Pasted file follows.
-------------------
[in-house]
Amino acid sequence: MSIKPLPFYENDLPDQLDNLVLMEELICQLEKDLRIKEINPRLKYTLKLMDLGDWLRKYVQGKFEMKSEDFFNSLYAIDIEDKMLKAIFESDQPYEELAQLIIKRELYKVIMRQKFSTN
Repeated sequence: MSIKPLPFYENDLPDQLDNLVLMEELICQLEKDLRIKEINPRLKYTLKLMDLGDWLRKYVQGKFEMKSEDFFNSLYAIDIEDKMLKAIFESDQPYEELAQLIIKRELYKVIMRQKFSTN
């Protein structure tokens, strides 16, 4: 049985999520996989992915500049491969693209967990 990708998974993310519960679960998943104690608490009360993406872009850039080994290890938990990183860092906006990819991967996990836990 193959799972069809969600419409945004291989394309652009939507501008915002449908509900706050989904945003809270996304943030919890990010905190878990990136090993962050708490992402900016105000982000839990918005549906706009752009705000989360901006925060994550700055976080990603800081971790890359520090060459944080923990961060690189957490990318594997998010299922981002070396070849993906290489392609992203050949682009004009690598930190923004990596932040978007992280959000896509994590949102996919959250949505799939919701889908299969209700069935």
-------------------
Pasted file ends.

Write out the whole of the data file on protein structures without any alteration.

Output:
[in-house]
Amino acid sequence: MSIKPLPFYENDLPDQLDNLVLMEELICQLEKDLRIKEINPRLKYTLKLMDLGDWLRKYVQGKFEMKSEDFFNSLYAIDIEDKMLKAIFESDQPYEELAQLIIKRELYKVIMRQKFSTN
Repeated sequence: MSIKPLPFYENDLPDQLDNLVLMEELICQLEKDLRIKEINPRLKYTLKLMDLGDWLRKYVQGKFEMKSEDFFNSLYAIDIEDKMLKAIFESDQPYEELAQLIIKRELYKVIMRQKFSTN
């Protein structure tokens, strides 16, 4: 049985999520996989992915500049491969693209967990 990708998974993310519960679960998943104690608490009360993406872009850039080994290890938990990183860092906006990819991967996990836990 193959799972069809969600419409945004291989394309652009939507501008915002449908509900706050989904945003809270996304943030919890990010905190878990990136090993962050708490992402900016105000982000839990918005549906706009752009705000989360901006925060994550700055976080990603800081971790890359520090060459944080923990961060690189957490990318594997998010299922981002070396070849993906290489392609992203050949682009004009690598930190923004990596932040978007992280959000896509994590949102996919959250949505799939919701889908299969209700069935």